Long-term exposure to UV light from the sun’s rays can cause precancerous blemishes called actinic keratosis. Without treatment, these lesions can develop into squamous cell carcinoma. However, with the appropriate skincare, you can prevent these marks and reduce your risk of skin cancer.
What Does Actinic Keratosis Look Like?
These marks usually affect skin exposed to sunlight, such as the forearms, hands, neck, shoulders, scalp, ears, lips, and face. These spots can be as small as a pencil point or grow to a diameter of up to 1 inch. The color of actinic keratosis may range from silver-gray or brown to tan, pink, red, or the same color as your skin. The mark will feel rough, scaly, or bumpy and be slightly raised or flat. You may be able to feel these lesions rather than see them.
Who Is at a Higher Risk?
Some people have an elevated risk for actinic keratosis and skin cancer. This group includes individuals who:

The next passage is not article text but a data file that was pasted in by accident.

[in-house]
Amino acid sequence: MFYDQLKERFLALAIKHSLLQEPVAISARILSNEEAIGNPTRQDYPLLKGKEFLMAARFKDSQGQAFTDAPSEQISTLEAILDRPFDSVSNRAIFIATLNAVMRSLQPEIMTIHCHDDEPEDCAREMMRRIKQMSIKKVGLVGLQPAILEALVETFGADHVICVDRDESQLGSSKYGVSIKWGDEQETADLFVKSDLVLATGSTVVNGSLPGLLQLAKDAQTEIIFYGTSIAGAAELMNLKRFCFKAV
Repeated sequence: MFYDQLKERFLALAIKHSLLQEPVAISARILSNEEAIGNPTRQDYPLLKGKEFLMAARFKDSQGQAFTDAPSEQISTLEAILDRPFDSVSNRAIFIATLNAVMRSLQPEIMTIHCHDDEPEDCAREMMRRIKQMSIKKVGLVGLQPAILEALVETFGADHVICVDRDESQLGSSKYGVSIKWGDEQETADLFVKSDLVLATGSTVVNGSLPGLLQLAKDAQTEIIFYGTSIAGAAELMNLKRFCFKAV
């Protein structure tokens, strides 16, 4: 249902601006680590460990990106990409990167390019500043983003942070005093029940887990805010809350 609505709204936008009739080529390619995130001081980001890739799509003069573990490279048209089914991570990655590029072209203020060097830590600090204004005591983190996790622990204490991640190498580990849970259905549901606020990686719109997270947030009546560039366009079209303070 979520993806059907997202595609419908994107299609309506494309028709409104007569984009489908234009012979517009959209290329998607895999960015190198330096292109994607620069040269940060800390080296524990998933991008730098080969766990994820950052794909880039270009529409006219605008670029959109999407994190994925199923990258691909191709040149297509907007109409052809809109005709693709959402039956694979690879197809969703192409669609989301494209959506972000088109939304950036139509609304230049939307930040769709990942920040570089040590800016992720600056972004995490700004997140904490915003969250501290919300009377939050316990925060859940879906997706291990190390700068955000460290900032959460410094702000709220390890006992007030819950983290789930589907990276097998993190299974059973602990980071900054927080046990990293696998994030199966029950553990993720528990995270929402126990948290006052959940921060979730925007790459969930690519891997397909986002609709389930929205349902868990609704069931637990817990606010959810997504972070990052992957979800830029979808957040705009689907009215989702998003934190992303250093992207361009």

- – Have red hair
- – Have many irregular moles
- – Live in a sunny location like the South
- – Have pale skin
- – Frequently sunburn
- – Go outside without SPF sunscreen
- – Use tanning beds
Knowing your risk can help you shield your skin from damage.
How Do I Prevent and Treat Actinic Keratosis?
According to the Skin Cancer Foundation, you should check your skin for actinic keratosis and other changes that signify skin cancer. Once a month, go over your body from head to toe and report areas of concern to your dermatologist. You should have a professional skin exam once a year. If you have actinic keratosis, your dermatologist may recommend more frequent visits. You should also protect your skin with SPF 30 whenever you spend time in the sun. Seek shade or stay indoors when the UV rays are strongest, between 10 a.m. and 4 p.m.